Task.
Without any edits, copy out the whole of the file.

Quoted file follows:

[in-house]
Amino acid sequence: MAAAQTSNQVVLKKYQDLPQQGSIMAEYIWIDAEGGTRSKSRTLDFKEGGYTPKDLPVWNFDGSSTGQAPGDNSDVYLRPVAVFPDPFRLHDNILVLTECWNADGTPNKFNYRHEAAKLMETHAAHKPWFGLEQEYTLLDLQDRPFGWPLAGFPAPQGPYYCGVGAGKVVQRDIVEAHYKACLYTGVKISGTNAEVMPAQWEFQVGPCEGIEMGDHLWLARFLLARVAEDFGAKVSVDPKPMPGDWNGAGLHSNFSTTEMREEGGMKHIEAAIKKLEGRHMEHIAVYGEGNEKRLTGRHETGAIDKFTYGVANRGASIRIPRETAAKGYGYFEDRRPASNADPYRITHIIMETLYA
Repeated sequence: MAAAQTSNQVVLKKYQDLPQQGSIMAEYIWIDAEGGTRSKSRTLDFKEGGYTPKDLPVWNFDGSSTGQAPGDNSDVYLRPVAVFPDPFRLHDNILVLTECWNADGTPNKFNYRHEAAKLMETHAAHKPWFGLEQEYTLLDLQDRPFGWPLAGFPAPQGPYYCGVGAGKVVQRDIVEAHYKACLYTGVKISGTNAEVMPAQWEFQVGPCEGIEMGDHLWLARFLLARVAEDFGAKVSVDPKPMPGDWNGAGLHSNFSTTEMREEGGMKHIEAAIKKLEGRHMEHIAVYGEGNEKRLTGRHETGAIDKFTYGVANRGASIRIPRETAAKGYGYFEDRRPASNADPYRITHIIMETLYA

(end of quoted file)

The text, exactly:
[in-house]
Amino acid sequence: MAAAQTSNQVVLKKYQDLPQQGSIMAEYIWIDAEGGTRSKSRTLDFKEGGYTPKDLPVWNFDGSSTGQAPGDNSDVYLRPVAVFPDPFRLHDNILVLTECWNADGTPNKFNYRHEAAKLMETHAAHKPWFGLEQEYTLLDLQDRPFGWPLAGFPAPQGPYYCGVGAGKVVQRDIVEAHYKACLYTGVKISGTNAEVMPAQWEFQVGPCEGIEMGDHLWLARFLLARVAEDFGAKVSVDPKPMPGDWNGAGLHSNFSTTEMREEGGMKHIEAAIKKLEGRHMEHIAVYGEGNEKRLTGRHETGAIDKFTYGVANRGASIRIPRETAAKGYGYFEDRRPASNADPYRITHIIMETLYA
Repeated sequence: MAAAQTSNQVVLKKYQDLPQQGSIMAEYIWIDAEGGTRSKSRTLDFKEGGYTPKDLPVWNFDGSSTGQAPGDNSDVYLRPVAVFPDPFRLHDNILVLTECWNADGTPNKFNYRHEAAKLMETHAAHKPWFGLEQEYTLLDLQDRPFGWPLAGFPAPQGPYYCGVGAGKVVQRDIVEAHYKACLYTGVKISGTNAEVMPAQWEFQVGPCEGIEMGDHLWLARFLLARVAEDFGAKVSVDPKPMPGDWNGAGLHSNFSTTEMREEGGMKHIEAAIKKLEGRHMEHIAVYGEGNEKRLTGRHETGAIDKFTYGVANRGASIRIPRETAAKGYGYFEDRRPASNADPYRITHIIMETLYA